My friends at the school were very impressed; I still have that little drawing, of a young, fashionably dressed lady.


From the school, on a Saturday morning I travelled by train to Brighton, to art classes run in the Brighton Art School, in a building in the Old Steine. It was wonderful there. The classes were run by art students, I think. I remember a huge painting I did in poster colours, of an Edwardian funeral procession, complete with black horses wearing black plumes. I got the information about the funeral from my grandma.

From then, it was more difficult. I went to a class in Sutton Coldfield to learn office skills for a couple of months and while there, took an art class where the teacher suggested I go to art school instead.


Alas, my father had to move back to London and sent me to study secretarial skills at Ealing Technical College which was interesting since we soon acquired the necessary abilities in shorthand and typing plus a bit of economics and history. However, my father was not in favour of my going to art school unless I could earn a living with this skill, so I got a job, aged 17.


It was the pits – a scrap metal merchants – where the principal at the company was a real nasty piece of work – a bully. He reduced me to tears when I made a mess of the little telephone switchboard. Luckily in those days it was easy to walk into any new job – the newspapers were full of adverts. My next job was with Hillier Parker – estate agents – near Grosvenor Square in Mayfair, not far from where the Nightingale sang in Berkeley Square!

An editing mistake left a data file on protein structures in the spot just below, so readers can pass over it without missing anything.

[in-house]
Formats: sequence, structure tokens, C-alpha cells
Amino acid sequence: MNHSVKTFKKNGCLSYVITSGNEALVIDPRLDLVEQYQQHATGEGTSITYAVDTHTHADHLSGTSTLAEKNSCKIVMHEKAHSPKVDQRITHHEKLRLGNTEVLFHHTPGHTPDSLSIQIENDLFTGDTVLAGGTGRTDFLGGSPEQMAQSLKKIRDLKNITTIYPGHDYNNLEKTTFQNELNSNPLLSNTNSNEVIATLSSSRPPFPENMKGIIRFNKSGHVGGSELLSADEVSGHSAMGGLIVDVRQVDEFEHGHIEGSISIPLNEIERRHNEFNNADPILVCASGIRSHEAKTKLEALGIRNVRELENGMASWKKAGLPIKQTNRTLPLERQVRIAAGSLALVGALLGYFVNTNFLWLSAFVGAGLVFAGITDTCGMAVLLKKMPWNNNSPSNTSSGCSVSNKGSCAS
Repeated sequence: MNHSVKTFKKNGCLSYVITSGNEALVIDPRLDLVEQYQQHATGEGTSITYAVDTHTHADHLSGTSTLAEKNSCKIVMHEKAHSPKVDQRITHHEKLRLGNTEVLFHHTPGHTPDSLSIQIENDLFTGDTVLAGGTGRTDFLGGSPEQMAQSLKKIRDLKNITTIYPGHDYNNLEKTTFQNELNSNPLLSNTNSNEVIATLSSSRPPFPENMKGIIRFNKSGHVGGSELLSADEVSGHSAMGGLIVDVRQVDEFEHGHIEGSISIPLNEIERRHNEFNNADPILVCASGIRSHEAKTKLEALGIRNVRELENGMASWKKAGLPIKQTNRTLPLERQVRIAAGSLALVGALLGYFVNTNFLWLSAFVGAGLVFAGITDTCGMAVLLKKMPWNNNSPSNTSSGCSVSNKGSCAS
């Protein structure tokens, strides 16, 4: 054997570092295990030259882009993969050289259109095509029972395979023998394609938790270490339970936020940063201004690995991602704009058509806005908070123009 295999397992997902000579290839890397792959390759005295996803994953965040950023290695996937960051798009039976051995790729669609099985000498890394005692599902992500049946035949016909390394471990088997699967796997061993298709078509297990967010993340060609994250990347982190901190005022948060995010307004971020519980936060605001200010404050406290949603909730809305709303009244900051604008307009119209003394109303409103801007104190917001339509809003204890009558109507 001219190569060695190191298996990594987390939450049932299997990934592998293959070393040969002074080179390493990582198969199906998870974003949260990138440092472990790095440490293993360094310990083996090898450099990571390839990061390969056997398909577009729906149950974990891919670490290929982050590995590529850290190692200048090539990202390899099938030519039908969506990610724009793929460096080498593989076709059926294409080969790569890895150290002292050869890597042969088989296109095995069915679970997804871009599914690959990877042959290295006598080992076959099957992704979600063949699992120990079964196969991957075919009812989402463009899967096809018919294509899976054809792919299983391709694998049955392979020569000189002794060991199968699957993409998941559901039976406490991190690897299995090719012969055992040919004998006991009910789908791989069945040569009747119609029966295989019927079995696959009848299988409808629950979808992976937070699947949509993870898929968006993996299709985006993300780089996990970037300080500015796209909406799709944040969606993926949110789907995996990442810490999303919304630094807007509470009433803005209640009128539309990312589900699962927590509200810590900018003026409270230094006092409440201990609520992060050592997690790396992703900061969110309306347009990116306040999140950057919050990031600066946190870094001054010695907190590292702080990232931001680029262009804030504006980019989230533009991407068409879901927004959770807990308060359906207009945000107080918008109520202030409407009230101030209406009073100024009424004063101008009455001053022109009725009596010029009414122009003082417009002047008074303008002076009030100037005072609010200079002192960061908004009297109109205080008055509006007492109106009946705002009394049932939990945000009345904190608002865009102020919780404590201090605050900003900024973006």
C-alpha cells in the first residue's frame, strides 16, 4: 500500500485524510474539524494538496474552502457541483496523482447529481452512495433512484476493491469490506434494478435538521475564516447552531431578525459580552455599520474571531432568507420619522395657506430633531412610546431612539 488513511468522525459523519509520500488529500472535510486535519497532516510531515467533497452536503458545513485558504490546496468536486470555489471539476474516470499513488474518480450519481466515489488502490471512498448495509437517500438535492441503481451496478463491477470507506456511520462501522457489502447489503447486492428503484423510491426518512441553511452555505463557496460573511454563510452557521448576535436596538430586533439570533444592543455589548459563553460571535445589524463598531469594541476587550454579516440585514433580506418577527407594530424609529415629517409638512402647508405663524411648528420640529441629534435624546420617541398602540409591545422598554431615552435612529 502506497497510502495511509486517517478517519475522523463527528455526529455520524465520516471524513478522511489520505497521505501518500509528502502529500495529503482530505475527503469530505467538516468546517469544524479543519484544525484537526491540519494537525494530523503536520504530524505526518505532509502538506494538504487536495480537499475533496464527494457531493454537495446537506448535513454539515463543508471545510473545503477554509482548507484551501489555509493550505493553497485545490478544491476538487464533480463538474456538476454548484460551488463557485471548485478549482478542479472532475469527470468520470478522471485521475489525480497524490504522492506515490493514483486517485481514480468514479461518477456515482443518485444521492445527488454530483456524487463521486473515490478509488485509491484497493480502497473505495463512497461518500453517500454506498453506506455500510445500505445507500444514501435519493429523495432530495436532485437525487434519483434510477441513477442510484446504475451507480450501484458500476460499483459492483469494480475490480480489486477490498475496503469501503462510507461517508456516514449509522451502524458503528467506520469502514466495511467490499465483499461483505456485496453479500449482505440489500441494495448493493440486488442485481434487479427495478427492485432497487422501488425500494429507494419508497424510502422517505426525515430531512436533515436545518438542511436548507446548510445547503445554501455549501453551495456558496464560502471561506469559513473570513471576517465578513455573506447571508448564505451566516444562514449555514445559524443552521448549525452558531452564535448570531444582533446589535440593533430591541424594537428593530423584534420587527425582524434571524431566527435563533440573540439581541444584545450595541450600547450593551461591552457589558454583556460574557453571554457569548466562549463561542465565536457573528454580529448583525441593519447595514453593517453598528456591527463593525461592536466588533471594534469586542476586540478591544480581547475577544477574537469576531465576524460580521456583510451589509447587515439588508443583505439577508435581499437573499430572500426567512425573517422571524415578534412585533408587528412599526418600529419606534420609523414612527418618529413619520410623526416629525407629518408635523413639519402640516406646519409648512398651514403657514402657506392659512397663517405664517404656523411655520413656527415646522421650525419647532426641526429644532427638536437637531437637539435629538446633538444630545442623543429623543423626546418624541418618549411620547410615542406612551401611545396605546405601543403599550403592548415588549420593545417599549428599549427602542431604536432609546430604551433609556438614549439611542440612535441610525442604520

It was while I was working there that I took my first life-drawing classes in the evening, at Ealing Technical College again. In those days the men models all wore little coverings over their private parts, unlike nowadays. But then nowadays you get the idea of what people look like from huge numbers of TV programmes and films – then most girls were very ignorant of the bits of the body that are mostly modestly covered.”


I had to earn a living then, in London.  I attended St Martin’s School of Art in what ever spare time I had, and really enjoyed it.  My tutor was Roger Nicholson, who encouraged me to paint from my own sketches (no photographs in those days, too expensive).  I also began textile design.  One benefit of attending the art schools in those days was the social life, weekly dances were held in the basement with live bands, playing Trad Jazz.  Jiving was all the rage, I remember.  And girls wore those wide, circular skirts.  I made my own clothes, and had a circular skirt made of purple felt, embroidered with hearts.  Did I really have such a tiny waist?  Flat ballet pumps too.


Leave a Reply

Fill in your details below or click an icon to log in:

WordPress.com Logo

You are commenting using your WordPress.com account. Log Out /  Change )

Google+ photo

You are commenting using your Google+ account. Log Out /  Change )

Twitter picture

You are commenting using your Twitter account. Log Out /  Change )

Facebook photo

You are commenting using your Facebook account. Log Out /  Change )

Connecting to %s